As I'm sure you know (and have planned on the last two months), today is International Read Poetry to someone you Love Day. If you click on the link you'll get plenty of ideas.
Last night I was getting an early start, and I read Robert Herrick's "The Vine" allowed to someone. I did this having never actually read the poem myself, and having no idea what it was about.
At first it just seemed like straight-foward metaphor; no big deal. Maybe even a little quaint, in that "must have been interesting way back when" sort of way.
THEN I GOT TO THE END
I literally said, "Whoa!"
Suddenly everything changed, and I realized I had not been reading this right. Do yourself a favor: without reading the poem, start reading it aloud to anyone sitting nearby. You'll be glad you did.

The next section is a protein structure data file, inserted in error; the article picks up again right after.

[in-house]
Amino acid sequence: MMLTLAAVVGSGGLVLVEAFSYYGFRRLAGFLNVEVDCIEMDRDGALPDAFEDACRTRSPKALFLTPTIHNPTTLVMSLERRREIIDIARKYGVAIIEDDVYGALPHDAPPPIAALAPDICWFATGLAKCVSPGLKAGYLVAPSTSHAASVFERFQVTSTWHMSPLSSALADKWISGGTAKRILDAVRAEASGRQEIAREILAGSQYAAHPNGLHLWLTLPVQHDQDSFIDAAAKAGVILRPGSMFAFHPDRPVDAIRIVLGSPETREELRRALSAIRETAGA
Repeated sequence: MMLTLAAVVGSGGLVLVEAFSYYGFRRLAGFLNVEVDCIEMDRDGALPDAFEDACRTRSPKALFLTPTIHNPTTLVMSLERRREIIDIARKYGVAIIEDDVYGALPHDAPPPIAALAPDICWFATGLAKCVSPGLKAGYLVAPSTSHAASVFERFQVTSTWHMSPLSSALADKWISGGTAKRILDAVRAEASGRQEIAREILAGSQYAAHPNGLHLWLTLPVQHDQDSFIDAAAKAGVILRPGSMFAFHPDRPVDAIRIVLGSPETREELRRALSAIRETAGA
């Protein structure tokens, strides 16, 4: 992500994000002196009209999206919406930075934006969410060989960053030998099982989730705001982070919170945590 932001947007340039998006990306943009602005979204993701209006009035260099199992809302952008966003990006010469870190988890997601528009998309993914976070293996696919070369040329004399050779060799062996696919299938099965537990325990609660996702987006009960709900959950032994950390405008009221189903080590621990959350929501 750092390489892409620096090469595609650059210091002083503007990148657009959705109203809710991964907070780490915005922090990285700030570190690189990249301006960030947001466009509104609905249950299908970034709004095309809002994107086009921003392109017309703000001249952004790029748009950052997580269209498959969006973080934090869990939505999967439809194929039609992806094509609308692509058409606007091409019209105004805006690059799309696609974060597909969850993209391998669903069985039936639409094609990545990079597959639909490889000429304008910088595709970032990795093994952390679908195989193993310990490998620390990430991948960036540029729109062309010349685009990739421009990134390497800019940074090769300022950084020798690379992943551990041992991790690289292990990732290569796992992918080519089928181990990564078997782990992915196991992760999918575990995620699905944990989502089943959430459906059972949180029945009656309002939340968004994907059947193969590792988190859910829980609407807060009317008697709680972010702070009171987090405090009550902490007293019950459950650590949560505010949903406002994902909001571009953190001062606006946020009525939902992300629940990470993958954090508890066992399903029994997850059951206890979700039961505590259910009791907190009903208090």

I dreamed this mortal part of mine
Was metamorphosed to a vine,
Which, crawling one and every way,
Enthralled my dainty Lucia.
Methought, her long small legs and thighs
I with my tendrils did surprise:
Her belley, buttocks, and her waist
By my soft nervelets were embraced
About her head I writhing hung
And with rich clusters (hid Amoung
The leaves) her temples i behung,
So that my Lucia seemed to me
Young Bacchus ravished by his tree.
My curls about her neck did crawl,
ANd arms and hands they did enthrall,
So that she could not freely stir
( All parts there made one prisoner).
But when I crept with leaves to hide
Those parts which maids keep unespied,
Such fleeting pleasures there I took
That with the fancy i awoke,
And found (ah me!) this flesh of mine
More like a stock than like a vine.